Thanks — or rather no thanks — to the Internet, it’s now possible to work all the time. That 9-to-5 job you signed up for now goes around the clock, and that’s bound to leave you feeling busy and overwhelmed. Funnily enough, taking on more projects doesn’t necessarily mean getting more done, and as Laura Garnett explains in a helpful Daily Muse post titled “5 Ways to Stop Being So Busy (While Still Getting Everything Done),” being scattered leads to burnout, and that’s bad for productivity.

Garnett offers some fantastic tips for tweaking your schedule, making things more manageable, and still checking things off your to-do list. Read on to see what she suggests.

1. Stick to Your Talents — Are you taking on tasks that don’t excite you, or that you’re simply no good at? This is bound to leave you feeling drained and uninspired, Garnett writes. If you run a business, hire someone else to lighten the load. If you work for a company, see if you can pass the work off to someone with the right skill set.

2. Don’t Attend Every Meeting — If your presence isn’t absolutely essential, don’t go.

3. Leave Time for Thinking — There’s one person you should always take time to meet with: yourself. Carve out a block every day to think about your work and how you’d like to move forward.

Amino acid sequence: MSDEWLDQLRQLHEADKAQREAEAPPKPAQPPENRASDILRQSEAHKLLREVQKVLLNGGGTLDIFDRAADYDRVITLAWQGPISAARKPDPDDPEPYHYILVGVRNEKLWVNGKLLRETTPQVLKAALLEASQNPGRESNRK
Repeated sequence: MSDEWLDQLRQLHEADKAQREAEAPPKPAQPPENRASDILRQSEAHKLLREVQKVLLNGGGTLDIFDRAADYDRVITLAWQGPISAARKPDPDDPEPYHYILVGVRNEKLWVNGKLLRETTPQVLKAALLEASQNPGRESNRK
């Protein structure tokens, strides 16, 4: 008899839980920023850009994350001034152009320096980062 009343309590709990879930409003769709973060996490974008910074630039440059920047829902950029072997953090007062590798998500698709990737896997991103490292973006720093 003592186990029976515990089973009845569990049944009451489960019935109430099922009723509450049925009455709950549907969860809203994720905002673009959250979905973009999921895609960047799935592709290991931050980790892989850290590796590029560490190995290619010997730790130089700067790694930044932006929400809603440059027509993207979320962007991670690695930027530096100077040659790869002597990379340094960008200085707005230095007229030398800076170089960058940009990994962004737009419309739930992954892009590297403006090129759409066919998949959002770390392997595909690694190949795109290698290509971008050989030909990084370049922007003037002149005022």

4. Figure Out Why You’re Busy — At the start of each week, take stock of things and ask yourself, “Why the heck am I so busy?” “Taking some time to understand what’s causing your personal bottleneck may add to the load in the short term, but figuring out what your capacity is — and learning not to take too much on — can save you time in the long run,” Garnett writes.

5. Stop the Multi-Tasking — As MIT neuroscientist Earl Miller told NPR, humans stink at multi-tasking. We only think we’re good at it. Quit the juggling act and focus on one thing at a tim.

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